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Obama Pledges Continued Support to Ukraine, But No Military Aid

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President Barack Obama on Thursday pledged that the United States would continue to support Ukrainian leader Petro Poroshenko's fight against pro-Russian rebels, though he declined to provide the lethal aid that Poroshenko was hoping to receive from Washington.

"You have a strong friend not only in me personally, but as you saw in Congress today, you have strong bipartisan support in here in the United States and the people of America stand with you,” Obama said after meeting with Poroshenko in the Oval Office.

The Ukrainian leader said he was impressed by the “enormous support” he received from the White House and Congress during his visit, though his calls for military aid ultimately fell short. Before meeting with the president, Poroshenko delivered a passionate plea to a joint session of Congress for U.S. help in building a strong and modern army in Ukraine.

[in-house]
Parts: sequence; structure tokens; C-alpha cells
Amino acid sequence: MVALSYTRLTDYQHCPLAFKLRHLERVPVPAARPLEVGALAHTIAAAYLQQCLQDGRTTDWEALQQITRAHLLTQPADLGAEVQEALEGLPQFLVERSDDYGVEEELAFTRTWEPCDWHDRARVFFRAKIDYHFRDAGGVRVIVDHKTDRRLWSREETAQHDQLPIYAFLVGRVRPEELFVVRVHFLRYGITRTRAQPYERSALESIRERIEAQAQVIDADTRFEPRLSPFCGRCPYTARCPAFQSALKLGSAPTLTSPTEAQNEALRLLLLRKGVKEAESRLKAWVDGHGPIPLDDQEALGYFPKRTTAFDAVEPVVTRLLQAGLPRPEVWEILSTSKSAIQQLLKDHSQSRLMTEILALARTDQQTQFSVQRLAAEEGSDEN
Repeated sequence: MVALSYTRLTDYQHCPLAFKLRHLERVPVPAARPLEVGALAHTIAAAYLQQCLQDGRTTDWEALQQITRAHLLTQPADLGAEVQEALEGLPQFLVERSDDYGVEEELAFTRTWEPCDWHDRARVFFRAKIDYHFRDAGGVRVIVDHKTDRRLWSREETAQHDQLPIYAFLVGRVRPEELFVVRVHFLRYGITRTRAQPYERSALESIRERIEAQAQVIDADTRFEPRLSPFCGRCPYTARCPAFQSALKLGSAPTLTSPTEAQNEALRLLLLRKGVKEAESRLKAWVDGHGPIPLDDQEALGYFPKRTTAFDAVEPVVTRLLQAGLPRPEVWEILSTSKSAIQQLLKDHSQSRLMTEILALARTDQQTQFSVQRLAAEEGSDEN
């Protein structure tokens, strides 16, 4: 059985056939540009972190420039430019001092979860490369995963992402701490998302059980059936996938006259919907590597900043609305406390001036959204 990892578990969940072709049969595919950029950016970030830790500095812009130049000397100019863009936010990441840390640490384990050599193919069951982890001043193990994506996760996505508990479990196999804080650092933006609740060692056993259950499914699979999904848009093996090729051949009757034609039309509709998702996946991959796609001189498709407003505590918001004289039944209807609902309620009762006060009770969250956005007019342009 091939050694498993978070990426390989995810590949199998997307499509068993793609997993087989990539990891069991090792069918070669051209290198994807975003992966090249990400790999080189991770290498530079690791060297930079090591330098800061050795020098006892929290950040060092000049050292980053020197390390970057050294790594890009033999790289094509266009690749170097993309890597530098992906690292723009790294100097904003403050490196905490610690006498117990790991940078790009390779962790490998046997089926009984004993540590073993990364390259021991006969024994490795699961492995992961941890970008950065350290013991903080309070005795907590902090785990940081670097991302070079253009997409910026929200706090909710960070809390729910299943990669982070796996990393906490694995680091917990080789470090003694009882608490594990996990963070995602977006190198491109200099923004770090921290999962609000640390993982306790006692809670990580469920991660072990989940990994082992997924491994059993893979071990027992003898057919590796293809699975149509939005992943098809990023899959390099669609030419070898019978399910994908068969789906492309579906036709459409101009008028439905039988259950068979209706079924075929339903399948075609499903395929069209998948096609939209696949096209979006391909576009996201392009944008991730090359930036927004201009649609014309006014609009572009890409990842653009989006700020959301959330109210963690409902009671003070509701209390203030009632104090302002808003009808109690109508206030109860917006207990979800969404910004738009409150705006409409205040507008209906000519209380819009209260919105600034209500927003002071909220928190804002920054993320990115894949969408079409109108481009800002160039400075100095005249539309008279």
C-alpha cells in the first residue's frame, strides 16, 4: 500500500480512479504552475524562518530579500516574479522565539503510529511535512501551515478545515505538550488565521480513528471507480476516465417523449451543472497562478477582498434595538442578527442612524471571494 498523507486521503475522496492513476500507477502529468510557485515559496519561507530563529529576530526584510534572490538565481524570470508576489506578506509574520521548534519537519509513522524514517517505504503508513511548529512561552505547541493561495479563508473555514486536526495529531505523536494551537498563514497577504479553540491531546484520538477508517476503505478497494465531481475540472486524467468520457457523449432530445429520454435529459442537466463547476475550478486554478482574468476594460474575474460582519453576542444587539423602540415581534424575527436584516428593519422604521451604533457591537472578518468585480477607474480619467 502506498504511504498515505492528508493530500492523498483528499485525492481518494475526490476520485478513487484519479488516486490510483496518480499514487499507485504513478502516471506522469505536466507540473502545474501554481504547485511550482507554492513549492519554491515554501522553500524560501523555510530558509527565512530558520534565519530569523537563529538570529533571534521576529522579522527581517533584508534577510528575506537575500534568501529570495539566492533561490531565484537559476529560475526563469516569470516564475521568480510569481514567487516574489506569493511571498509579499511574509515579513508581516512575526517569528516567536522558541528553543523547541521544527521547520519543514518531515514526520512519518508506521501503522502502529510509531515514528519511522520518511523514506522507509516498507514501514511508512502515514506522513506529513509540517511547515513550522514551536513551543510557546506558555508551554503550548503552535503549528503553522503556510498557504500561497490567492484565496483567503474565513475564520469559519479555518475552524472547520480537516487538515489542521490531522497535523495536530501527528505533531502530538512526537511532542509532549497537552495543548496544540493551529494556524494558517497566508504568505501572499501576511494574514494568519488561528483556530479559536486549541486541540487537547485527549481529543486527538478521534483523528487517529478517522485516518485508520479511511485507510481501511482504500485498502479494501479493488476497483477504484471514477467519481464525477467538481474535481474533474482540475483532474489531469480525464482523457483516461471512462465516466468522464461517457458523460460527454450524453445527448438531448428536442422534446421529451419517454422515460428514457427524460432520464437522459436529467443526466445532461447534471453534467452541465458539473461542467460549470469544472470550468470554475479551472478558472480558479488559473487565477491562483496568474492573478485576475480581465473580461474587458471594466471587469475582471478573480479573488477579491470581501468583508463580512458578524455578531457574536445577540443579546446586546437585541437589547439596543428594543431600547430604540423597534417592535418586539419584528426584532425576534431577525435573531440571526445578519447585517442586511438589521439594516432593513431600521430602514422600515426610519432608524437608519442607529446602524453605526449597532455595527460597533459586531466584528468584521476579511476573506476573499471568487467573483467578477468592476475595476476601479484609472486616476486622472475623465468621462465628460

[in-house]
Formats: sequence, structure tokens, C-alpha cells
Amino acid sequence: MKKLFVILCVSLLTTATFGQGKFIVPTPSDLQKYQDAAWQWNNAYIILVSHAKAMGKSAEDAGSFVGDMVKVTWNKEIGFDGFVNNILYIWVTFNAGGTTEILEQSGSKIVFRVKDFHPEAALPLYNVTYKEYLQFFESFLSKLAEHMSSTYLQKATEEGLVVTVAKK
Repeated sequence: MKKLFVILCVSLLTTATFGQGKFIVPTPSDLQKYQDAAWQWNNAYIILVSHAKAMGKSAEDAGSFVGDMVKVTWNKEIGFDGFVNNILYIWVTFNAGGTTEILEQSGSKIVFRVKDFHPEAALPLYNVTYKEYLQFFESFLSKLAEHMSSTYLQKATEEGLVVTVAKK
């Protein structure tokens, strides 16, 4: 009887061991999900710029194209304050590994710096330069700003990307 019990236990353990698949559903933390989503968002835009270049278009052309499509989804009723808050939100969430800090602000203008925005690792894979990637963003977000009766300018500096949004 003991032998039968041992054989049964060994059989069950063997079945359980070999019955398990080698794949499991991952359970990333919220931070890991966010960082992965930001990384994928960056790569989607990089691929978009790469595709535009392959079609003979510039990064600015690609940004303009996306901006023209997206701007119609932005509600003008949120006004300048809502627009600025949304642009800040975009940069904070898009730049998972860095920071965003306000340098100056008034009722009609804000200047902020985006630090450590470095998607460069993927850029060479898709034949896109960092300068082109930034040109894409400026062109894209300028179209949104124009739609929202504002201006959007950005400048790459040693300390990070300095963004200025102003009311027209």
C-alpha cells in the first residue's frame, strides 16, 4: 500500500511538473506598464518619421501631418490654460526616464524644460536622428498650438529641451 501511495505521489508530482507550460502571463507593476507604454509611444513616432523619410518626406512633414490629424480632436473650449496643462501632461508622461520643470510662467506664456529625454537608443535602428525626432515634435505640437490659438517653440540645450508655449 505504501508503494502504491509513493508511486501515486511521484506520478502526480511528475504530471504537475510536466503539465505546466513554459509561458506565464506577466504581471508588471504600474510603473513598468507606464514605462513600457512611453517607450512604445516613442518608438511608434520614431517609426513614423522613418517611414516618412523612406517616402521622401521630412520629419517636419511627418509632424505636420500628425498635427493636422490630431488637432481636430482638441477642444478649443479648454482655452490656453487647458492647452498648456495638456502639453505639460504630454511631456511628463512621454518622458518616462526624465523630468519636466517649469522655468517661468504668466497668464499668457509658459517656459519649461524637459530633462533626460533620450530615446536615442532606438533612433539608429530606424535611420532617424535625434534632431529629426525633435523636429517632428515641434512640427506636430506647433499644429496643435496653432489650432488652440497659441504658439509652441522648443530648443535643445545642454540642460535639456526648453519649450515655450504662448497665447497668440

“Blankets and night-vision goggles are important, but one cannot win a war with blankets,” Poroshenko said.

The White House has resisted Ukrainian calls for lethal aid, saying the best chance to end the ongoing conflict is through diplomacy and that more weapons in the region would only escalate the fight.

Obama did, however, announce a new security package for Ukraine that comes on top of the $60 million in aid the U.S. has already given during throughout the conflict. The White House has also imposed strict sanctions on Russia for its support of the rebels that have taken over parts of eastern Ukraine.

“The war that these men are fighting is not only Ukraine’s war,” Poroshenko told Congress. “It is Europe’s, and it is America’s war too. It is a war of the free world, and for the free world.”

IN-DEPTH

-- Andrew Rafferty

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